* Output from these templates is too canned and identical. It loses individuality for each patient.
* It is difficult for a provider to capture complete patient encounter on computer in front of a patient.
Transcription has long been the standard for documenting patient encounters. It is more convenient for a provider as compared to handwritten notes or electronic data entry. There are many advantages of transcription in comparison to point and click charting. There are a few disadvantages as well.
* Correspond intuitively to the physician's usual method of working. Dictation remains the most intuitive and least time-consuming means of data entry.
* Physicians can dictate anytime, anywhere using PDA, Dictaphone or telephone at their convenience.
* Providers need not change the way they practice just to accommodate an EMR. EMR can interact with transcription service so that transcriptions can be attached directly into the patient’s electronic medical record, if such a facility is provided by the EMR vendor.
* It requires minimal training for physicians.
* Provides expressive power to describe patient’s condition and other health related events
* Details of the exam can easily be forgotten and omitted while dictating, if dictation is not captured immediately at the point of care
* It cannot be queried for generating reports unless transcribed in pre-formatted templates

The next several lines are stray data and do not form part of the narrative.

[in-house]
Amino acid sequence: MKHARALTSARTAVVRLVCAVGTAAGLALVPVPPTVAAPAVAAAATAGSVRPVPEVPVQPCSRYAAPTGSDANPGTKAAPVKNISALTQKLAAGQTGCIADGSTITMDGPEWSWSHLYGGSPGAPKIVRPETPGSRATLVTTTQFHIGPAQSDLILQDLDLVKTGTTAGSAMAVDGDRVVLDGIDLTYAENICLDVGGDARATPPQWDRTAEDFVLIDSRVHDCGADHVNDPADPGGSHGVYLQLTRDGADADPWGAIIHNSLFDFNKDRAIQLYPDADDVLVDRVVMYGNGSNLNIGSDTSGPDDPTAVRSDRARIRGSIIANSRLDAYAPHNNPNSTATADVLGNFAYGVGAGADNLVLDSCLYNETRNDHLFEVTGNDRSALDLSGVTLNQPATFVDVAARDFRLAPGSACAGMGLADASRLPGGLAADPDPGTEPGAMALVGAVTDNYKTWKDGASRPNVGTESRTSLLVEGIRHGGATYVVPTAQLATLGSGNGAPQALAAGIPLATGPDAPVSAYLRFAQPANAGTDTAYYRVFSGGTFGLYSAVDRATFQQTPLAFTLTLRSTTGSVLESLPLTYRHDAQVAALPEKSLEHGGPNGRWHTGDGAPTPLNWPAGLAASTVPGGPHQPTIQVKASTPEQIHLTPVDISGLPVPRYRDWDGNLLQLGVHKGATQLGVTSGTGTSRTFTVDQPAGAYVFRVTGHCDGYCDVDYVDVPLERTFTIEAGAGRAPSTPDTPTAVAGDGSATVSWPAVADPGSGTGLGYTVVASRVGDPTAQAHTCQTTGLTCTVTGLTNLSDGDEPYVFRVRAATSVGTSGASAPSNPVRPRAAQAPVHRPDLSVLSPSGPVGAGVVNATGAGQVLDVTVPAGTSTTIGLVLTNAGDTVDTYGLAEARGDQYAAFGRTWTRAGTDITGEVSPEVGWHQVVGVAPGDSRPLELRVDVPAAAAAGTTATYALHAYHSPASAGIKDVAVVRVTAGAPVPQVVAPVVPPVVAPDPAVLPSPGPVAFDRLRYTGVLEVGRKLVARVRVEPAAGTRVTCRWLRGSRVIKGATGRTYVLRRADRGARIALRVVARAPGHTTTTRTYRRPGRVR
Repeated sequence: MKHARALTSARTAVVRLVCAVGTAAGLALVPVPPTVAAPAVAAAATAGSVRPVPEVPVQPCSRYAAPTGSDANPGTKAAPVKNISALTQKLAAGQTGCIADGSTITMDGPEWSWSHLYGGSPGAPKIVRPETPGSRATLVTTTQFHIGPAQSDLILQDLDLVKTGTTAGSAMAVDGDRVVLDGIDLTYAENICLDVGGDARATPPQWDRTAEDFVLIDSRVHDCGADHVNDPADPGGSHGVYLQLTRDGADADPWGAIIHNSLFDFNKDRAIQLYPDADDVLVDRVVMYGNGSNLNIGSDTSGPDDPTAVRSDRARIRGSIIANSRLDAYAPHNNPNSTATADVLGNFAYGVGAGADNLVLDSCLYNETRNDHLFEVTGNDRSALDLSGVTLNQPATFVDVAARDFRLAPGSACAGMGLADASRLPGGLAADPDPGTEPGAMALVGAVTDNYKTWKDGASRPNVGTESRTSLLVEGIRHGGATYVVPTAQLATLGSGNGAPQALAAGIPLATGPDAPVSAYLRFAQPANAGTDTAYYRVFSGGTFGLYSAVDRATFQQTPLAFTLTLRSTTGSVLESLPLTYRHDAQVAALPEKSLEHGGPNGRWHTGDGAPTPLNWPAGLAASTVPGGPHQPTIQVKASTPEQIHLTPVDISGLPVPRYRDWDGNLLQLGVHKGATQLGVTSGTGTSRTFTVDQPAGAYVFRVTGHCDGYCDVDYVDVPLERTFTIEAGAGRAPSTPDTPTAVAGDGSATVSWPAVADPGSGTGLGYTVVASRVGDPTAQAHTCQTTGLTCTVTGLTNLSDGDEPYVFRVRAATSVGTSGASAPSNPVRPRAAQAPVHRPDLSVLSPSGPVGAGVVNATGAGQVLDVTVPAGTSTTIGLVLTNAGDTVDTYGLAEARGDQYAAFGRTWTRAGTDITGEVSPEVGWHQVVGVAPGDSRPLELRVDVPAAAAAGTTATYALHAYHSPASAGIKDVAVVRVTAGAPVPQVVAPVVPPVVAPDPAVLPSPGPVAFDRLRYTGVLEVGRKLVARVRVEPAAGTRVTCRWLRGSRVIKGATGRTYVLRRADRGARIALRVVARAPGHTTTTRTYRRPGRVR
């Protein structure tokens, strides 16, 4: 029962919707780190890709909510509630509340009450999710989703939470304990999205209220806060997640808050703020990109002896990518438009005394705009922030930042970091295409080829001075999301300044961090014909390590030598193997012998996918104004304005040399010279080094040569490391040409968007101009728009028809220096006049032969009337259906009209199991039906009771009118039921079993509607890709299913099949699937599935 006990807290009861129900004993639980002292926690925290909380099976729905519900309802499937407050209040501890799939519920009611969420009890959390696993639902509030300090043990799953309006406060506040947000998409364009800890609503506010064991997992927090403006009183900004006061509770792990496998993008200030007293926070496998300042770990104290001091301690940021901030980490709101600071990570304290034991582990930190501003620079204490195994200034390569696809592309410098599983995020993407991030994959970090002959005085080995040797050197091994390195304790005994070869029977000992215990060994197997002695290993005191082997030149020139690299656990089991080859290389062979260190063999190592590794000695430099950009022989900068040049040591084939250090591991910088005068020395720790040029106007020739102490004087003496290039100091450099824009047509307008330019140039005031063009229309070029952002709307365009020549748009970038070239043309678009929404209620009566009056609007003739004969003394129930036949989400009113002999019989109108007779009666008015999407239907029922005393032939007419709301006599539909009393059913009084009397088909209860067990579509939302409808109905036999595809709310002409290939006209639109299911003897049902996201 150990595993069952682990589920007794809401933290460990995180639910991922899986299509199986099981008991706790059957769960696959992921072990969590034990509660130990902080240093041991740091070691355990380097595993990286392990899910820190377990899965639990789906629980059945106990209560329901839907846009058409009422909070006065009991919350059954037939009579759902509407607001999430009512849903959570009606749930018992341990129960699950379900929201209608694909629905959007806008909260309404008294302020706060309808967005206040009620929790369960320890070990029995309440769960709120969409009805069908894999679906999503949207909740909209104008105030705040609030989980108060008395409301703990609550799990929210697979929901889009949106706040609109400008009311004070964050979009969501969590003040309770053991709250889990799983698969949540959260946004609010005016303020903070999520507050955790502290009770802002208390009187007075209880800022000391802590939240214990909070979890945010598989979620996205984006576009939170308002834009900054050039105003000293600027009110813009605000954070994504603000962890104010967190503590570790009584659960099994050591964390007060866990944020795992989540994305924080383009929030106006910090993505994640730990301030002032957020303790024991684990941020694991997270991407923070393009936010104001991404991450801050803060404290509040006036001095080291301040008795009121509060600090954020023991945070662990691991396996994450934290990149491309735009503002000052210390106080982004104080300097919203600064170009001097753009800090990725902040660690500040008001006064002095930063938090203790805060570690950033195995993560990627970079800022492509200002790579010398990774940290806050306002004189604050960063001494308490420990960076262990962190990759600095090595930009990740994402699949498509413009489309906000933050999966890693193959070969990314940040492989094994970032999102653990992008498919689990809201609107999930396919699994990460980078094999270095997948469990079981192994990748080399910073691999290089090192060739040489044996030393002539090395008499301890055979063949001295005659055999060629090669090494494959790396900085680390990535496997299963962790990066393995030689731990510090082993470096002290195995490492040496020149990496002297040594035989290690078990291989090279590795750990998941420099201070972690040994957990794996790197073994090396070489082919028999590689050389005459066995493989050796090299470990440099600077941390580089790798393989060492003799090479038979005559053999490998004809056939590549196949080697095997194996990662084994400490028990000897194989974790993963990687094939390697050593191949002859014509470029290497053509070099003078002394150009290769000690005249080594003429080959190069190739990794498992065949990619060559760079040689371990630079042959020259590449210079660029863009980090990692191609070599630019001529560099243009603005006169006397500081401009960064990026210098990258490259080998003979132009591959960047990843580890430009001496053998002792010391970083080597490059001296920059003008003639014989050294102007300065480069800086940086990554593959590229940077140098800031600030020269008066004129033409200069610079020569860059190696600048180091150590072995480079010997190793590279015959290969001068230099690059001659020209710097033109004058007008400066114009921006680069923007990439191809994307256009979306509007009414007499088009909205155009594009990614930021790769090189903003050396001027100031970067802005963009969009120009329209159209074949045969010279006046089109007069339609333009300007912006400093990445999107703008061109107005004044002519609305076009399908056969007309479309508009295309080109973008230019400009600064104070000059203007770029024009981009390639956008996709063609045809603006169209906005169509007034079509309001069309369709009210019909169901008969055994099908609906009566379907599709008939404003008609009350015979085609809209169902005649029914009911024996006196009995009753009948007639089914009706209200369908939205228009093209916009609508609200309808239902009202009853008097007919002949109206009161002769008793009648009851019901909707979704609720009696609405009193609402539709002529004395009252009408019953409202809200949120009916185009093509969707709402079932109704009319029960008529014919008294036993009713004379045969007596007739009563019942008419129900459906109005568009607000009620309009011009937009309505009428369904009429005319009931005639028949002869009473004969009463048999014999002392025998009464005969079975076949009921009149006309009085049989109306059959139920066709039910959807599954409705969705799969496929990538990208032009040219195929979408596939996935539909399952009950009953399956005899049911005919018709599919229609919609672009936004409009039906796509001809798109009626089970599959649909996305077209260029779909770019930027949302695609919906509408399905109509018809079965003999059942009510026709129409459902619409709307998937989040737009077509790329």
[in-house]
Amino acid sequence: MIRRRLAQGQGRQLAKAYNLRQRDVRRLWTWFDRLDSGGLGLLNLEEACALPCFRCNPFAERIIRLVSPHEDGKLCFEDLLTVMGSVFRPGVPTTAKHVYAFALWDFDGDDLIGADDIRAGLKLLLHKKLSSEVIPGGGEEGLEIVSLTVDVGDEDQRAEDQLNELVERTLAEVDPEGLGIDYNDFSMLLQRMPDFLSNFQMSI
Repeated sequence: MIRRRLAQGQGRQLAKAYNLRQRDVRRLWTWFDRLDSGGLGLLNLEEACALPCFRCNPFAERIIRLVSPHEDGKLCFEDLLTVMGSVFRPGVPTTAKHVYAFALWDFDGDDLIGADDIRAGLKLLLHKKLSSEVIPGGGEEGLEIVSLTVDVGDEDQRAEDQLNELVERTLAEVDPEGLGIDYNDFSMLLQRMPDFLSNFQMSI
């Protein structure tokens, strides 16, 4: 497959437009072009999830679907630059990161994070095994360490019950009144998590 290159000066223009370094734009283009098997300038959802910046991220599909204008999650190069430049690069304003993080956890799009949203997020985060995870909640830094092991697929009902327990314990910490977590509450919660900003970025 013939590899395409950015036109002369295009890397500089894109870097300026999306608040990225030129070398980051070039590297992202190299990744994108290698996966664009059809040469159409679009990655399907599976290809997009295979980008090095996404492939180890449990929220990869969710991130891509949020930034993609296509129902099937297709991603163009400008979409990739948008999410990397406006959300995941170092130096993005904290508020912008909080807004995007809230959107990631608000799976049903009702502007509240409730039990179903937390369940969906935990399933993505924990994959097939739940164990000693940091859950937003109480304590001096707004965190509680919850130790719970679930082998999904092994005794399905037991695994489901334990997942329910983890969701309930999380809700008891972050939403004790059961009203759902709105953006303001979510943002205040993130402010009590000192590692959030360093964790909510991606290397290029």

* Transcribed reports are not immediately accessible. Physicians would normally have to wait for 12 to 24 hours for charts to be delivered, unless few vendors supporting 2-4 hours short turn around time.
* Transcription provides for more efficient use of doctor's time.
* Although average transcribed report costs $2 to $4, it can reduce the doctor's time spent on data entry.
Considering the value of doctor’s time, transcription is not a costly proposition.
EMR should give the freedom to the physician to decide to use either Point & Click or Medical Transcription. For a physician, the EMR that fits into his practice workflow would be invaluable. A competent EMR must have a template driven charting feature and the ability to interact with a transcription service at the same time. Both are indispensable features of Electronic Medical Record Software, as doctors are not unanimous on point and click charting or transcription. Such an EMR will be both efficient and cost effective.
The trends in transcription itself are changing with Medical Transcription service providers aiming to adopt new technologies. These technologies will evolve to increase efficiency & accuracy, decrease turnaround time and support data capture. While many of these technologies like such as digital dictation and electronic signature exist today, several technologies are still on the horizon.
The author, Divan Dave, is the founder and CEO of OmniMD, a developer of HIPAA compliant Pocket PC and Internet-based enterprise clinical solutions, designed to fully automate the work-flow of contemporary healthcare organizations. The company is a division of Integrated Systems Management, Inc. (ISM), a leader in Internet consulting and e-business development since 1989. For details visit http://www.omnimd.com